Archive for the ‘MVP’ Category

Happy Birthday…

September 4, 2009

Mike Piazza!

Mike, who sure seems like he should have a more Italian middle name than “Joseph,” is 41 today.

I don’t really have anything new to tell you about a guy like Piazza, but lookit (also just seeing how/if this new BBREF feature works):

Report Created on Baseball-Reference.com

[There we go! Took a few tries.]
So…yeah. A lot of people are saying Mauer’s having the best year by a catcher ever, and maybe he is when you factor in defense and such, but it’s pretty hard to compete with that.

Piazza outhit Larry Walker by OPS+, had only four points less of batting average and six fewer RBI…and Larry Walker was a RF who played in the best hitters’ environment in history, Piazza a catcher (technically) in a pitcher’s park (which doesn’t factor into the OPS+, of course, but the HR and RBI). The Dodgers even finished ahead of the Rockies in the standings. Where does this rank among the worst MVP snubs of all time? Would Mauer 2009 be worse?

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Hanley being Hanley

August 28, 2009

I know you’ve probably all seen this, but Rob Neyer thinks Albert Pujols might not be the MVP.

And I’m going to go one further: right now, right this very second, Pujols is not the MVP. Hanley Ramirez is.

It was barely two weeks ago when I said this: “it’s impossible to make an argument against Albert.” And it was. But since I wrote those words, late on the evening of August 11, here’s what’s happened:

Pujols: .261/.404/.522
Hanley: .481/.542/.731
and just for fun, Utley: .296/.500/.729

Well, that changes things, doesn’t it? I don’t think Albert’s getting that triple crown after all (sorry, lar).

As I write this, Fangraphs has the three top NL WARs as 6.9 for Ramirez, 6.8 for Utley, and 6.4 for Pujols. That half-win difference isn’t big, but it isn’t too close to call, either. Say you don’t think they’ve got defense right at all, and you want to go with plus-minus instead of UZR? That bumps them about four runs closer together. Narrows the gap a lot, but doesn’t close it. Hanley still wins.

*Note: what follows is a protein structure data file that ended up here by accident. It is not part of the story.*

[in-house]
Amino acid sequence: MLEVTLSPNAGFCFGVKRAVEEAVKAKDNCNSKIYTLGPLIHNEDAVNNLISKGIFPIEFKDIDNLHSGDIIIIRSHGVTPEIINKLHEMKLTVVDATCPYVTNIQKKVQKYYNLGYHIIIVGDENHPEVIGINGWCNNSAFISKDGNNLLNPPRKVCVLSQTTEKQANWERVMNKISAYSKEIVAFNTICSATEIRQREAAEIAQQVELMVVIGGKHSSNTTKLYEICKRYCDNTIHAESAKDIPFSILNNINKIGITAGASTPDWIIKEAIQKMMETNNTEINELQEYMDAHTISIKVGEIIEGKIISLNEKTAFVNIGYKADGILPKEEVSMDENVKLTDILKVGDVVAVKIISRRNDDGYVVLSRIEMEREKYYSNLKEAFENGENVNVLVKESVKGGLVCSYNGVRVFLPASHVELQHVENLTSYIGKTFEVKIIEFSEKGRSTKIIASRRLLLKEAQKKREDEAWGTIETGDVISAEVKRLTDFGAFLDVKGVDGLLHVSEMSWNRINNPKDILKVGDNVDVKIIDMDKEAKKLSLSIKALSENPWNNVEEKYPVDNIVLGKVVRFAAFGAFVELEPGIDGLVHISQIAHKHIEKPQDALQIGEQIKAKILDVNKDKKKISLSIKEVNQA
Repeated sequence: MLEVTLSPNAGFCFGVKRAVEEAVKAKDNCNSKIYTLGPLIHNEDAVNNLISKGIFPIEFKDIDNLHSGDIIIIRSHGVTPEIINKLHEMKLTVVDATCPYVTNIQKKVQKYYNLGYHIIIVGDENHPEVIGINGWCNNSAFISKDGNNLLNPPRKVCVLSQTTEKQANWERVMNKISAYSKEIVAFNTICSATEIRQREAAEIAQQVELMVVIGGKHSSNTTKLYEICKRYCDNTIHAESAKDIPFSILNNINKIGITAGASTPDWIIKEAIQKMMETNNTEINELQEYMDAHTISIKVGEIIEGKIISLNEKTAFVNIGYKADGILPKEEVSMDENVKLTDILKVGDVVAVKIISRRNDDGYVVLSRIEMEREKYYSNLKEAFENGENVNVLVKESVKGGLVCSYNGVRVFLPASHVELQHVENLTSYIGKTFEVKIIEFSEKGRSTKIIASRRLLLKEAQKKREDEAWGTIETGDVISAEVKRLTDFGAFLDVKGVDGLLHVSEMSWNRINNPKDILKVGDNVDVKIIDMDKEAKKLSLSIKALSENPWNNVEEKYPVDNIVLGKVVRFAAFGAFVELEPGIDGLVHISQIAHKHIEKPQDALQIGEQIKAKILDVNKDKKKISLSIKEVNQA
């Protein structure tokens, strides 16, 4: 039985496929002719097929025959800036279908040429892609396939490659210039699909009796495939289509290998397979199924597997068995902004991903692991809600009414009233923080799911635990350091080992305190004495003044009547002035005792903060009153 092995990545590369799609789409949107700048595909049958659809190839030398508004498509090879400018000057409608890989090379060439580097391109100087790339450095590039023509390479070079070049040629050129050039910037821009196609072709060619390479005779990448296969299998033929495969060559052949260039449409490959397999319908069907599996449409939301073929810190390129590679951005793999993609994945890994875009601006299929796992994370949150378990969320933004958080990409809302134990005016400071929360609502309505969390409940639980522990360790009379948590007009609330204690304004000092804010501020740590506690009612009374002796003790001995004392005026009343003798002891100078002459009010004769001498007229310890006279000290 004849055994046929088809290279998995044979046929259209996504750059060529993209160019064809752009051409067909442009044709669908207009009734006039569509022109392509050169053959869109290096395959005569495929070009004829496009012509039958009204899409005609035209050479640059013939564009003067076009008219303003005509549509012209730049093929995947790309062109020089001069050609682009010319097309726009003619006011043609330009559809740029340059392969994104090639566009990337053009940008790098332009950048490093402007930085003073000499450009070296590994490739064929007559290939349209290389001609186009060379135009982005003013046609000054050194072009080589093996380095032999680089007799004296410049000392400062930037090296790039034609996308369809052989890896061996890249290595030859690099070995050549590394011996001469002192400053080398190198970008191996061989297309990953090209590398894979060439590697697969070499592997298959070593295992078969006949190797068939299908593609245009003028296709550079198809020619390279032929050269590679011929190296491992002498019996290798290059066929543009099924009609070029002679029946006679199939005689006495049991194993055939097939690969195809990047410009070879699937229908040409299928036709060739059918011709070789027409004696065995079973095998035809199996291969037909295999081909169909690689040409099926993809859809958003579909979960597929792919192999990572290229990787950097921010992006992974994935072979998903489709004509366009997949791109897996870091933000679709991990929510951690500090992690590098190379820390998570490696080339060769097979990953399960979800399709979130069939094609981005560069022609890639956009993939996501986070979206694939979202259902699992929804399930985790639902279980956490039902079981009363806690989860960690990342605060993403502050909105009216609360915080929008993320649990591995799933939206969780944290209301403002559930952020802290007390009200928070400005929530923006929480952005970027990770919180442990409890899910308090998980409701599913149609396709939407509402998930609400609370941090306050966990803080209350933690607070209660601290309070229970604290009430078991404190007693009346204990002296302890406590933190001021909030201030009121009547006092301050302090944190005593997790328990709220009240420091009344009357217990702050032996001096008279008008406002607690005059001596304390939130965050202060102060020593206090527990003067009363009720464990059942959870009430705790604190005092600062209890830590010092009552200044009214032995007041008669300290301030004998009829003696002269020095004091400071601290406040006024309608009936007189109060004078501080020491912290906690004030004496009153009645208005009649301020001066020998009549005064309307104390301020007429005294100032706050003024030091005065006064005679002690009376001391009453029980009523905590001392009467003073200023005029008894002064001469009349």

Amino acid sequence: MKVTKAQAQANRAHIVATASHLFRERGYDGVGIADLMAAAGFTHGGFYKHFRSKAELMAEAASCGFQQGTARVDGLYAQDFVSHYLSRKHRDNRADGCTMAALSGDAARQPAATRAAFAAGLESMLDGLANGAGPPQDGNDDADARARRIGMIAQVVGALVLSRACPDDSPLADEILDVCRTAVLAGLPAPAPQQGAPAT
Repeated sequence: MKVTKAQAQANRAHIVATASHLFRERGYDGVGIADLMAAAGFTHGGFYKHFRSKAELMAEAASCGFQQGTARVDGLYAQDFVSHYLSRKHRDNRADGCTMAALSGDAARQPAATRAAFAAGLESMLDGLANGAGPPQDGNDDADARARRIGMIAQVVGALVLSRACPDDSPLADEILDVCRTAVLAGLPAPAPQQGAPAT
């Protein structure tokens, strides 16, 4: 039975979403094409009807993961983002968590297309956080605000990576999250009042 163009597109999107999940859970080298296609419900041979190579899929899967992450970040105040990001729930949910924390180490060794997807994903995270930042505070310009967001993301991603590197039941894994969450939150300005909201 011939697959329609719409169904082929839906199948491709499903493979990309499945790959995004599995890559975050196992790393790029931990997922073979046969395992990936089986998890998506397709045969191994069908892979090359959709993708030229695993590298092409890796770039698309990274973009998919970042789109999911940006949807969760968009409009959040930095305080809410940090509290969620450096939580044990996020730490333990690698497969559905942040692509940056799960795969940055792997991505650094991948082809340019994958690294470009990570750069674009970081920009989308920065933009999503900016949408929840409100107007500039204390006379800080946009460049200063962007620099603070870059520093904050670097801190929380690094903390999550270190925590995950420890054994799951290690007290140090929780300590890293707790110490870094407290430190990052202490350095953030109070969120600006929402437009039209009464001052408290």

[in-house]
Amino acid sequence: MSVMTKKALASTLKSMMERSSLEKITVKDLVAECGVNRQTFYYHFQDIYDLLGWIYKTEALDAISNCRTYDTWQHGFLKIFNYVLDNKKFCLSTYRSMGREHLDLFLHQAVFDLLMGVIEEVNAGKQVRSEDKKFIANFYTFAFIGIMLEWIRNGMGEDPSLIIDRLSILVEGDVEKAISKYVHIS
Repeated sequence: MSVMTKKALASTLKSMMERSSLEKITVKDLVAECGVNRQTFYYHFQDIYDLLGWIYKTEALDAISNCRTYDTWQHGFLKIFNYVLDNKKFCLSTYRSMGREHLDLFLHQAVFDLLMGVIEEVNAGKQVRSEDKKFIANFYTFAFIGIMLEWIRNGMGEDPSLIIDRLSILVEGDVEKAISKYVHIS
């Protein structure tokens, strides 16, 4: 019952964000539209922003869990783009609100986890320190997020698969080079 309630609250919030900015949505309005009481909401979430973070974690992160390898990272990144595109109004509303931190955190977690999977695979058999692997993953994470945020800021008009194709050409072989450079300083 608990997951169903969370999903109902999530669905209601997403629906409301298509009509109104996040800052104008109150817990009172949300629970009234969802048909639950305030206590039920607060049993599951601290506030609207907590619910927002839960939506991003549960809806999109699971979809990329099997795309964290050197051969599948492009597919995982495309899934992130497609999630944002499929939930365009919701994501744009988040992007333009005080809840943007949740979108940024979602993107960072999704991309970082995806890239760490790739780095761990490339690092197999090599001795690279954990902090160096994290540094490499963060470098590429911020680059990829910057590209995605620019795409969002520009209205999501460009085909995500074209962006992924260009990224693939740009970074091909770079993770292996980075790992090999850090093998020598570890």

Look, Pujols is going to win the MVP. No question about it. And that’s certainly not any kind of a tragedy; he’s still having an incredible season. But imagine you’re at the beginning of the 2009 season and building a brand-new team. You can get an average defensive shortstop (and Hanley is that, despite his bad reputation) who you know is going to hit .365/.428/.575, or you can get an average defensive first baseman (and Pujols has been that in ’09, despite his good reputation) who you know is going to hit .313/.441/.666. Knowing what you do about what most shortstops are like and what most first basemen are like, don’t you grab the SS and hope to pick up a 1B who can hit a little later on? I know I do. And that (well, the stats, but that in a nutshell), to me, is why Hanley Ramirez is the NL MVP right now.

MVPs and RsBI

July 21, 2009

Sorry for a third consecutive Twins-related post (this one doesn’t have much to do with the Twins at all, it just starts out that way), but DicknBert really ticked me off the other day.

This was Friday night, the same night that Alexi Casilla made me (and apparently Billy Smith) wish the second base position had never been invented. It was the second game back after the All-Star break, and the “Carsoup.com question of the day,” or some similarly silly promotion, was: who are Dick and Bert’s picks for MVP through the first half of the season?